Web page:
Call me the board game Nostradamus. Back in December I got to demo Tiny Towns at PAX Unplugged and I predicted that it would be a hit. Now…well I don’t have sales numbers but it seems like there are a lot of people talking about it, and for good reason! Tiny Towns is that kind of instantly-enjoyable game you know will have widespread appeal.
At least that’s what I intuited after that first play. But if I left my analysis there this wouldn’t be The Thoughtful Gamer. There’s not much benefit to throwing out evaluative thoughts without explaining why. What it is about Tiny Towns that makes it so charming to play? How does it stand out from other family fare? Let’s dig in.
When talking about Tiny Towns you have to talk about the building. It’s the cornerstone of not only this design but the entire Euro design ethos. If you’re going to epitomize the difference between Euro and American design, the former builds and the latter destroys. Tiny Towns turns its building into a puzzle. Instead of spending some currency to build something, you’re forming shapes on your own 4×4 grid. Once you have the proper shape of a building with the proper materials, you collapse those materials down into the building. It’s like Tetris except you’re constructing the pieces bit by bit and then turning them into something else. So not like Tetris at all, but you get the point.
The puzzle of it is surprisingly difficult–at least for me, who has committed fatal errors in at least half of his games–for two primary reasons. First, the playing space is cramped, and you’re going to quickly realize that you definitely need to start building from the outside in lest you find yourself in a situation where you have multiple dead spaces with no building potential. Second, you don’t get full control over what materials you can use. Instead, that duty rotates turn by turn to each player. If I really want to use brick to finish my cathedral, then everyone else is stuck with brick too!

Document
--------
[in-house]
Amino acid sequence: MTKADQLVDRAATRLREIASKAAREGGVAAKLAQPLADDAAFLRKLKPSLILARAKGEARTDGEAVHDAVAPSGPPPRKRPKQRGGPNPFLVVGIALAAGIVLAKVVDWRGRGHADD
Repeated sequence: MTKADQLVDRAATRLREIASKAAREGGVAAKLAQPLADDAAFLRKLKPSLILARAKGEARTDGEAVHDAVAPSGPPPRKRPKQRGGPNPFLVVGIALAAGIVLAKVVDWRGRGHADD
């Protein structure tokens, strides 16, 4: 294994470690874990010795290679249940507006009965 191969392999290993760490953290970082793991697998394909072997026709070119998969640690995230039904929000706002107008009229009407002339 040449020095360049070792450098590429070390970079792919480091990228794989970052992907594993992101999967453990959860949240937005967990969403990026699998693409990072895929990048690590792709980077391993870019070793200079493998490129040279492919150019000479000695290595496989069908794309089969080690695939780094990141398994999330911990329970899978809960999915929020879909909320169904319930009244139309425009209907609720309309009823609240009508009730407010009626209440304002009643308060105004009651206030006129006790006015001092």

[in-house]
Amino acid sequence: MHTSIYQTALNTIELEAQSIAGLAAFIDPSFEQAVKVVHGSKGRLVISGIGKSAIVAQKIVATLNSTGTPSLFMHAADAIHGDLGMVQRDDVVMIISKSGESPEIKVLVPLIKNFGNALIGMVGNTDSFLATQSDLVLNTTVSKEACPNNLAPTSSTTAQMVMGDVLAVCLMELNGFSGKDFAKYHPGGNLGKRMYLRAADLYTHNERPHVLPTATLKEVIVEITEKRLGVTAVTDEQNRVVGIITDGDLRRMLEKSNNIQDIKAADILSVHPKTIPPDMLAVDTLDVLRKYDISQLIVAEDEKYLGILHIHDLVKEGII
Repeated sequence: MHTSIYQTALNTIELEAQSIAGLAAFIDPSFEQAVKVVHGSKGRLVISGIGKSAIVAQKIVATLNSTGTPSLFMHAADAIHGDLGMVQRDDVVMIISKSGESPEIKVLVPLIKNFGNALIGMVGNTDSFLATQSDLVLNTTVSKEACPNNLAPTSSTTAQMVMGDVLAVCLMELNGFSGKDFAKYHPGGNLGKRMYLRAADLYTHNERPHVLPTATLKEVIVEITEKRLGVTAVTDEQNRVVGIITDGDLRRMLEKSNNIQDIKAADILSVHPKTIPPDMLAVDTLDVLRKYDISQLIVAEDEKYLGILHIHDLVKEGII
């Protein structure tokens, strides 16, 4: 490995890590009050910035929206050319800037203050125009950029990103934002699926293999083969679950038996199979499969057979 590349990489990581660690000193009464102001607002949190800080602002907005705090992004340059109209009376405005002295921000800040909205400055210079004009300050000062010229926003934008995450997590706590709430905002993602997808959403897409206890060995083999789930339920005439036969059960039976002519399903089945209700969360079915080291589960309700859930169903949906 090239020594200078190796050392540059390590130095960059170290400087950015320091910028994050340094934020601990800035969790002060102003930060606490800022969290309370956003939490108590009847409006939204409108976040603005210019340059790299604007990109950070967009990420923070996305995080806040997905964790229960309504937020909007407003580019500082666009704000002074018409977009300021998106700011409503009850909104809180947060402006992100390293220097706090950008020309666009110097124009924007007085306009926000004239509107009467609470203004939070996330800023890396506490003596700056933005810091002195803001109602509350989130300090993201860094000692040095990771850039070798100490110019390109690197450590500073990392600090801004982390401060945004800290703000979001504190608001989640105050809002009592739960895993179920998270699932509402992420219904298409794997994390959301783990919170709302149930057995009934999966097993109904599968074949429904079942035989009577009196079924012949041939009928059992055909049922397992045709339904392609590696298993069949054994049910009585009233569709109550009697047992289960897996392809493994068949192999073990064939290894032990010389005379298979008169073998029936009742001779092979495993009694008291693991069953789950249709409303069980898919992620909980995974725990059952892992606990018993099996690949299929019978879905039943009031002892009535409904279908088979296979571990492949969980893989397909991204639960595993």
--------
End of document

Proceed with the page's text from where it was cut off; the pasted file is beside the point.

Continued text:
You can play with a variant that determines the material chosen each round semi-randomly with a deck of cards, but I’ve found that to be less compelling because you can’t “hate draft” a material that you know will harm an opponent and because you’re guaranteed to get each material in almost equal proportion, killing any strategies that don’t rely on an even distribution. But it works well for a softer, gentler game.
That said, this game needs teeth to play best. Any softening threatens to collapse the whole structure, like that one chip in a plate of nachos that looks perfect and has everything on it, but has been so burdened with non-newtonian fluids that it can no longer support its own weight.
Take, for example, the monument cards, which the rulebook suggests eschewing at first. You should not do this. The monuments might be the most important part of the game. Each player is given one of these unique, often more complex, structures, which they keep secret until built. The monuments can be very powerful with a point upside greater than anything available in the general supply. They need to be this powerful to encourage people to use them. Otherwise Tiny Towns can become a rote game of doing what others are doing.
Think about it. If the first two materials called lean towards a certain building, you’ll need a compelling reason not to copy one of the people who initiated that. Absent other incentives there rarely is. If you go down another route (by trying for a different first building that shares those materials but not others) you’re going to encounter trouble when the people who are mimicking each other return to pick materials. They’re mutually reinforcing each other while you’re struggling to cope with material selection ill-suited for your strategy.
This is destroyed as soon as someone starts to build their monument, as they deviate from the groupthink in pursuit of a strategic edge. Now everyone’s out of sync even if they’re still going for the same general strategy, and being able to predict what materials people will choose becomes an important skill to have.